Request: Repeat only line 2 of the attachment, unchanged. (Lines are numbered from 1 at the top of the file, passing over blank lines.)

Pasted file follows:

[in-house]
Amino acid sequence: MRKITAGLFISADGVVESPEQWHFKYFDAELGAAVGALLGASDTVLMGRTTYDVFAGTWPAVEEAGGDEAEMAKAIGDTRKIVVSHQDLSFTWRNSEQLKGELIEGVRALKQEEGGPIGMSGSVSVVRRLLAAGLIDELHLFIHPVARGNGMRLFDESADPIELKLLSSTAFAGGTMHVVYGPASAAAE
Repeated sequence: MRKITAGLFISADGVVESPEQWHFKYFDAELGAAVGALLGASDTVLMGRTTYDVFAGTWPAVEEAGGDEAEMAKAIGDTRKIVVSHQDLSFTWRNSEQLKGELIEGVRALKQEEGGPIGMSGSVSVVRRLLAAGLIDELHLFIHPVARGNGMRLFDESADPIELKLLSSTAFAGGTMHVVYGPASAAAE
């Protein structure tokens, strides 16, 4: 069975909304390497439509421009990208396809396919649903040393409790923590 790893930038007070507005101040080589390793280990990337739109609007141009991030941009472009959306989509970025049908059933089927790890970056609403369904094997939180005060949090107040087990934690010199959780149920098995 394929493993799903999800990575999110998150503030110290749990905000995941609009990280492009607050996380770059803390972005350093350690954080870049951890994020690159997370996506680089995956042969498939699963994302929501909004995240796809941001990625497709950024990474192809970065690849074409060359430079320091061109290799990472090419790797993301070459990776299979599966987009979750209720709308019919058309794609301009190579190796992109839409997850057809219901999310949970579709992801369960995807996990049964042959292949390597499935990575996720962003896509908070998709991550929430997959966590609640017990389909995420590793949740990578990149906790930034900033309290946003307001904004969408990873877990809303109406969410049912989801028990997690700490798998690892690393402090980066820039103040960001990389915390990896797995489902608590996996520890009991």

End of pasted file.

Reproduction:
Amino acid sequence: MRKITAGLFISADGVVESPEQWHFKYFDAELGAAVGALLGASDTVLMGRTTYDVFAGTWPAVEEAGGDEAEMAKAIGDTRKIVVSHQDLSFTWRNSEQLKGELIEGVRALKQEEGGPIGMSGSVSVVRRLLAAGLIDELHLFIHPVARGNGMRLFDESADPIELKLLSSTAFAGGTMHVVYGPASAAAE